Token Burning

Disclaimer: This is a summary of patterns we have observed during our research and should not be considered any form of technical or investment advice. Also, the given “known examples” do not imply they are the best implementations of the said pattern or any superior to any other implementation of the pattern not listed.


Make tokens, states, and smart contracts on the blockchain unusable when they are no longer required.


In the context of blockchain-based payments – Once the sellers receive tokens from the buyers, they need to redeem the tokens for fiat currency (e.g., US Dollars). Once the tokens are redeemed in return for a fiat currency payment, they should not be further usable (i.e., prevent double-spending).

In the context of data migration – The source blockchain is public and not decommissioned after the data migration. Therefore, any state and smart contracts left in the source blockchain could be misused (e.g., double spending). The list of states and smart contracts to be migrated is given in the snapshot or application-level reference to the blockchain identifier mapping database.


How to ensure tokens, states, and smart contracts are unusable when they are no longer required?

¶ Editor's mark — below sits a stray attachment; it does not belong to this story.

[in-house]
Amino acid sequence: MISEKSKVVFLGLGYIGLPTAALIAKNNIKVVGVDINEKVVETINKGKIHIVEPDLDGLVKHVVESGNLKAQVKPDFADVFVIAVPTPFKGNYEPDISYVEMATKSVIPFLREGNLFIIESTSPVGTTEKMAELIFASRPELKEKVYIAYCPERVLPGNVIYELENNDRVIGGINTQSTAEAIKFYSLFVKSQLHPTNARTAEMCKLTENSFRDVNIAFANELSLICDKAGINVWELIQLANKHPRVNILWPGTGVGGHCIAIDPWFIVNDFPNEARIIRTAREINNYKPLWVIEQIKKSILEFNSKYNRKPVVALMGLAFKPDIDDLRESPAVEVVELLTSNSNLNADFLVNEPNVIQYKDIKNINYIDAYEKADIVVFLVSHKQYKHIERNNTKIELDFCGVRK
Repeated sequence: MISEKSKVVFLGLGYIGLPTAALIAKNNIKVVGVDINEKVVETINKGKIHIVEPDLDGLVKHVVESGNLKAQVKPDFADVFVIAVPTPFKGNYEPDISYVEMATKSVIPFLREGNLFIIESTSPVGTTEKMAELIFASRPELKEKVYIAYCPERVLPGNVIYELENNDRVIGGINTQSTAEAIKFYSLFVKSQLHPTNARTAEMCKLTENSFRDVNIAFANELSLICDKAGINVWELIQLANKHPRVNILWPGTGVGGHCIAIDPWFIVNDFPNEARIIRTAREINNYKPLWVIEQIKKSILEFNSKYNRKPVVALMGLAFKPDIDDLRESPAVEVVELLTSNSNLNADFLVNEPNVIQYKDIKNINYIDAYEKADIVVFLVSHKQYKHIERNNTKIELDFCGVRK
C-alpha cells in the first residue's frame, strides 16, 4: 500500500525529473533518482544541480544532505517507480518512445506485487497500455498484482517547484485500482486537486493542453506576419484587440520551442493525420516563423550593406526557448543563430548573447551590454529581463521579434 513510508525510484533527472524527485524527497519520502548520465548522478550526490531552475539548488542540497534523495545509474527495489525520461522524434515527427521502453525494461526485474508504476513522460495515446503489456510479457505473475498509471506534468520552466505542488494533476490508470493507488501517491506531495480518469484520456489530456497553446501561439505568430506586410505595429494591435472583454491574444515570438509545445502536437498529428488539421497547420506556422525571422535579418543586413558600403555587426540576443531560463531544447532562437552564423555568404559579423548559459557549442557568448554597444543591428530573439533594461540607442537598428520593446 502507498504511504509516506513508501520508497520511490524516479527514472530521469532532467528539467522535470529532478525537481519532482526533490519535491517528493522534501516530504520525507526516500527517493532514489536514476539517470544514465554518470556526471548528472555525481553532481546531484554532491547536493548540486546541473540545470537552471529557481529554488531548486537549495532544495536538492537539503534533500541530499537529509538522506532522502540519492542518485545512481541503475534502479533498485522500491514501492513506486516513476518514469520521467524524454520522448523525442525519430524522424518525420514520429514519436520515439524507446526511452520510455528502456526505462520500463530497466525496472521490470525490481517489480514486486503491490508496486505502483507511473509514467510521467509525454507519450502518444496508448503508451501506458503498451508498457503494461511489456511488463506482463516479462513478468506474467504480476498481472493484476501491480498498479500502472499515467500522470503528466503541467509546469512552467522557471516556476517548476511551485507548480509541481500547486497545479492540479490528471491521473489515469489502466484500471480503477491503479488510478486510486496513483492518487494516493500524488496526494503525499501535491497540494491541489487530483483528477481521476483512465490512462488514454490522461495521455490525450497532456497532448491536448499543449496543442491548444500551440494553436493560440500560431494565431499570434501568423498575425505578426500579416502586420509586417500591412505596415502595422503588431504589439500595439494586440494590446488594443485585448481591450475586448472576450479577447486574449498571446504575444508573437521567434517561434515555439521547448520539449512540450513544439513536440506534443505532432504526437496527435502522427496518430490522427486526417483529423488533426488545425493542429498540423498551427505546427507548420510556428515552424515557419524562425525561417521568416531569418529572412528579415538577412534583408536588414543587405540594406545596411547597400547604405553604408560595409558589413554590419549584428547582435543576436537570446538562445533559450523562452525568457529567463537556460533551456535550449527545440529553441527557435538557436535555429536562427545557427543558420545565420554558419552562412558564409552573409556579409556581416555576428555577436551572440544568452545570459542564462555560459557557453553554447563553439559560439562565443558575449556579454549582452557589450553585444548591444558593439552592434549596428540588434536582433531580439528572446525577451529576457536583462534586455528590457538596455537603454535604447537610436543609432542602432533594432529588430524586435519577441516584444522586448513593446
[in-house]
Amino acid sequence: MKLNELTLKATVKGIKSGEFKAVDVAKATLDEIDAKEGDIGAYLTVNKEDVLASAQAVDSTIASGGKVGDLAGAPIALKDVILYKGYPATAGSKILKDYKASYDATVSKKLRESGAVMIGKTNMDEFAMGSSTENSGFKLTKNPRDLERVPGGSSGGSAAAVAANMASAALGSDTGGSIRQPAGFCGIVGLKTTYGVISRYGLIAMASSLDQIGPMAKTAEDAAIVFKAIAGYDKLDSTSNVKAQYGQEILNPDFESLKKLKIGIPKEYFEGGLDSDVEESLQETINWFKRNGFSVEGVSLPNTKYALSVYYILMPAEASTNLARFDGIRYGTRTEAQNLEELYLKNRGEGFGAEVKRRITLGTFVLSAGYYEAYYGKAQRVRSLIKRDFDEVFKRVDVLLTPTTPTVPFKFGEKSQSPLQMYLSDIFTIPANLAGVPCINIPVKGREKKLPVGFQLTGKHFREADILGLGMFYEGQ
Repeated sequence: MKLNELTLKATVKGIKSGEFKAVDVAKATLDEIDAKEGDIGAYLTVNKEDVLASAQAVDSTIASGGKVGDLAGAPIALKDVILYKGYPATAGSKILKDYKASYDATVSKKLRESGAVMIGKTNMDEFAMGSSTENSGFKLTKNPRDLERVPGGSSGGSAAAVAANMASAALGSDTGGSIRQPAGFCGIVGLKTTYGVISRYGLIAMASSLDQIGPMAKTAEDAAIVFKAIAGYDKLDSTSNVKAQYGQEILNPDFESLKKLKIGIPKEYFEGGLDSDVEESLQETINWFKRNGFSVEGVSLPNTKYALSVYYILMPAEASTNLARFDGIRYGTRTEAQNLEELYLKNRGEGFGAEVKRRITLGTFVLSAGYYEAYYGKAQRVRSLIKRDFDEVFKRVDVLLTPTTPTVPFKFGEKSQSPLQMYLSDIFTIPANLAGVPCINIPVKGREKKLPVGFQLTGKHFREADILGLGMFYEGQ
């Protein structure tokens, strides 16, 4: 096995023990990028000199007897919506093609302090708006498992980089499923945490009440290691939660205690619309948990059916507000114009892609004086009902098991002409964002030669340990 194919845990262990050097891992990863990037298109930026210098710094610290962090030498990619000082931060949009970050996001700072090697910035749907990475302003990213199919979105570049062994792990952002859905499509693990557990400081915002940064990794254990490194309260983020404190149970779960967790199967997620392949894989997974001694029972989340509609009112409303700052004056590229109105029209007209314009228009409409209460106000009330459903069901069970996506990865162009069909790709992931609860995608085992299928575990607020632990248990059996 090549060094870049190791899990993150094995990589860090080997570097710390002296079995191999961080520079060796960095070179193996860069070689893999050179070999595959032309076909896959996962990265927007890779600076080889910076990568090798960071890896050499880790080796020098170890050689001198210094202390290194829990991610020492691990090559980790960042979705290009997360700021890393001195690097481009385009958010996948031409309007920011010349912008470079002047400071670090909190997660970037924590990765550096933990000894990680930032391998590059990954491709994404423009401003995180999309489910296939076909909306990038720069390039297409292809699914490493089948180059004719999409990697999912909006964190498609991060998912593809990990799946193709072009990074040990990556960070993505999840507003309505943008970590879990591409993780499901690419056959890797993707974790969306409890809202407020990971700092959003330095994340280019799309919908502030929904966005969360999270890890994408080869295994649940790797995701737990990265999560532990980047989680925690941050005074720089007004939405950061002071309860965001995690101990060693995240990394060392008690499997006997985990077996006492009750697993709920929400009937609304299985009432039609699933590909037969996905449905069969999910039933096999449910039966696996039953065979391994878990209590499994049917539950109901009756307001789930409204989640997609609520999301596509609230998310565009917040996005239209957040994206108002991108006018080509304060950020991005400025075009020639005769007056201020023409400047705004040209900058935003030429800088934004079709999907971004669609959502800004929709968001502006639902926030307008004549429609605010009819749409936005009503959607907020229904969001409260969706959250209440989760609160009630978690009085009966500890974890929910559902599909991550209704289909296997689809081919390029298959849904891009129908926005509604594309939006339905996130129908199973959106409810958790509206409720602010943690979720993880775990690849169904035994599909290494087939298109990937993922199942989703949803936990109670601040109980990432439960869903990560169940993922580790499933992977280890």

• Immutability – The state of accounts and smart contracts on a blockchain is immutable.
  • Consistency – A token should be redeemed only once. If the source blockchain is not decommissioned, states and smart contracts could be used in both the blockchains leading to misuse, such as double-spending attacks. Any transformation of data to prevent misuse must not violate consistency properties.
  • Accountability – Any data transformation to prevent misuse must be recorded with proof.
  • Complexity – There are a large number of states and redeemed tokens that need to be maintained and tracked.
  • Vulnerability – Vulnerability might exist if a smart contract is not appropriately managed or contains bugs, e.g., the private key is stolen.


Potential misuse of a token, state, and smart contract can be prevented by either destroying or locking them when they are no longer needed. This process is referred to as token burning and could be achieved in several ways. The following sequence fiagram illustrates three ways of achieving this. In the first approach, the seller can transfer the tokens to an unusable/invalid address (aka., burn address). Such an address should not have a corresponding private key that can control the tokens it receives. The second way is to delete a token by calling the delete/burn function on the token contract used to create it or the token registry that keeps track of balances. The third method is to deploy a smart contract that immediately self-destructs as soon as it receives a token. For archiving, burned tokens could be moved to the token owner’s read-only token wallet that any party cannot operate on the seller side.